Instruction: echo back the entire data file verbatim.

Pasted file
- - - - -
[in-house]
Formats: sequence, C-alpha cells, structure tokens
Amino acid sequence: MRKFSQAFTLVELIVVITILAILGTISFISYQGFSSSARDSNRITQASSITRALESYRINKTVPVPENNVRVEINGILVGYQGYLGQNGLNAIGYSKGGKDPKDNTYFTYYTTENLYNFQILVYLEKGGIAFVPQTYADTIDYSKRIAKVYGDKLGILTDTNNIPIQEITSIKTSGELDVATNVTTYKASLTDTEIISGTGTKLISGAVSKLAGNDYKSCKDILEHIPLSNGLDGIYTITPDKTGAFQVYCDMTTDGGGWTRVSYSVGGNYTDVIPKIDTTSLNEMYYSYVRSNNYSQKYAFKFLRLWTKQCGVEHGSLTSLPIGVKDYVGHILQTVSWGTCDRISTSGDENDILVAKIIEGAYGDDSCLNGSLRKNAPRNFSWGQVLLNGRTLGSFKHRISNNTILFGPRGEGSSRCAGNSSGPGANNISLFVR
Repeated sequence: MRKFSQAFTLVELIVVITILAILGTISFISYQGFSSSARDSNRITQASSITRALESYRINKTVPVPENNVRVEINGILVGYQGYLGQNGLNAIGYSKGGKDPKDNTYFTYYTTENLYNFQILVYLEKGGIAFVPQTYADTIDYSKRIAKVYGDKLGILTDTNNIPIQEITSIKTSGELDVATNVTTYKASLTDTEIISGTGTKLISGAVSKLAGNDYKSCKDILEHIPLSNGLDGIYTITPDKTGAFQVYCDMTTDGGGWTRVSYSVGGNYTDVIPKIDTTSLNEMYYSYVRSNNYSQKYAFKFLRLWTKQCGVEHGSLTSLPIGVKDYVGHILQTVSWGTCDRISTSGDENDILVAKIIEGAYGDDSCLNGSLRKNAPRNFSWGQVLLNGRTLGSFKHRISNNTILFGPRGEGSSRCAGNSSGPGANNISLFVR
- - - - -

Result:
[in-house]
Formats: sequence, C-alpha cells, structure tokens
Amino acid sequence: MRKFSQAFTLVELIVVITILAILGTISFISYQGFSSSARDSNRITQASSITRALESYRINKTVPVPENNVRVEINGILVGYQGYLGQNGLNAIGYSKGGKDPKDNTYFTYYTTENLYNFQILVYLEKGGIAFVPQTYADTIDYSKRIAKVYGDKLGILTDTNNIPIQEITSIKTSGELDVATNVTTYKASLTDTEIISGTGTKLISGAVSKLAGNDYKSCKDILEHIPLSNGLDGIYTITPDKTGAFQVYCDMTTDGGGWTRVSYSVGGNYTDVIPKIDTTSLNEMYYSYVRSNNYSQKYAFKFLRLWTKQCGVEHGSLTSLPIGVKDYVGHILQTVSWGTCDRISTSGDENDILVAKIIEGAYGDDSCLNGSLRKNAPRNFSWGQVLLNGRTLGSFKHRISNNTILFGPRGEGSSRCAGNSSGPGANNISLFVR
Repeated sequence: MRKFSQAFTLVELIVVITILAILGTISFISYQGFSSSARDSNRITQASSITRALESYRINKTVPVPENNVRVEINGILVGYQGYLGQNGLNAIGYSKGGKDPKDNTYFTYYTTENLYNFQILVYLEKGGIAFVPQTYADTIDYSKRIAKVYGDKLGILTDTNNIPIQEITSIKTSGELDVATNVTTYKASLTDTEIISGTGTKLISGAVSKLAGNDYKSCKDILEHIPLSNGLDGIYTITPDKTGAFQVYCDMTTDGGGWTRVSYSVGGNYTDVIPKIDTTSLNEMYYSYVRSNNYSQKYAFKFLRLWTKQCGVEHGSLTSLPIGVKDYVGHILQTVSWGTCDRISTSGDENDILVAKIIEGAYGDDSCLNGSLRKNAPRNFSWGQVLLNGRTLGSFKHRISNNTILFGPRGEGSSRCAGNSSGPGANNISLFVR